CHRISTMAS IN A NUTSHELL

CHRISTMAS IN A NUTSHELL

From Chicken Soup for the Father & Daughter Soul

Christmas in a Nutshell

Though the gods feast on ambrosia, I savor the sweet meats of trees. I first encountered walnuts in the net stockings distributed by a jolly, red-suited man. Together with tangerines and candy canes, the English walnut became a Christmas treat—until the year there weren’t any.

The hustle and bustle of preparing for Christmas put the purchase of those relished walnuts at the bottom of my list. After dinner at my relatives’ home one Christmas night, Uncle Richie asked, “Can I get anyone anything?”

Without even thinking twice about their availability, I said, “Do you have any walnuts?”

He looked surprised. “Walnuts . . . hmmm . . . I’ll look.” Having searched the kitchen cabinets, he returned and announced cheerfully, “I guess I’m going shopping.”

Store-hopping on December 25th proved to be a futile event. Empty-handed, my red-faced uncle sighed sheepishly. “The stores are closed. I’m sorry.”

From that moment, my father took it upon himself to be an annual walnut-bearing Christmas elf. Each year, those special treasures prompted promise and laughter, camouflaged in a brown paper bag, crowded into a red-and-green stocking, crammed to abundance in a shoebox lined with tissue or wrapped in dainty holiday paper. This continued every year until my dad died.

An emptiness pierced the Christmas of 1985 even amid the joy of sharing gifts. Wrappings from all the opened presents cluttered the living room. A sudden stillness accompanied a final gift my unusually quiet brother, Doug, presented to me. My unsteady hands reached out to touch the shirt-sized box, as my eyes searched the pain in his hazel eyes. It was a moment that lasted a lifetime, filtered through shared experiences, hopes and dreams. Indecision was trapped in the tender but cautious presentation of my brother’s gift to me. “I almost forgot this one,” he whispered.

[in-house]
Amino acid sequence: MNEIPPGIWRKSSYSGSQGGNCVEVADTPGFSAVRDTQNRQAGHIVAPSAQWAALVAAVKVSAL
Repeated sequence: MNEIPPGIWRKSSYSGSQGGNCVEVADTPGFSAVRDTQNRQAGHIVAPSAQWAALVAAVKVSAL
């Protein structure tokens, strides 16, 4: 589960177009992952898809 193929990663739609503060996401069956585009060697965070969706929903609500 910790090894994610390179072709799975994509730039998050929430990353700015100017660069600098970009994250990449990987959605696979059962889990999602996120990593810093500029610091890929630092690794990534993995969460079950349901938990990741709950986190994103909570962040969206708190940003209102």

Five pairs of anxious eyes focused on the shiny, dark blue paper punctuated with dainty white snowflakes. Their ice-cold appearance must have frozen my fingertips, which carefully untied the curly silver ribbon. There in the box were three pounds of walnuts encased in wrinkled, woody shells. The room held its collective breath, treasuring the tears that trickled down my cheeks and mirrored by those in my brother’s eyes.

No gift was ever more precious. No walnut dessert has ever tasted as sweet or as palatable as the memories of my father. Every crunch imposed by the nutcracker echoes his love for me. It is impossible for me to shell or chop walnuts without sensing a delicious presence that warms my heart.

It’s been eighteen years since that Christmas when Doug continued Dad’s tradition. No Christmas goes by without a “nutty gift,” and year after year, I’m touched by love that comes in a nutshell.

Bobbie Bonk

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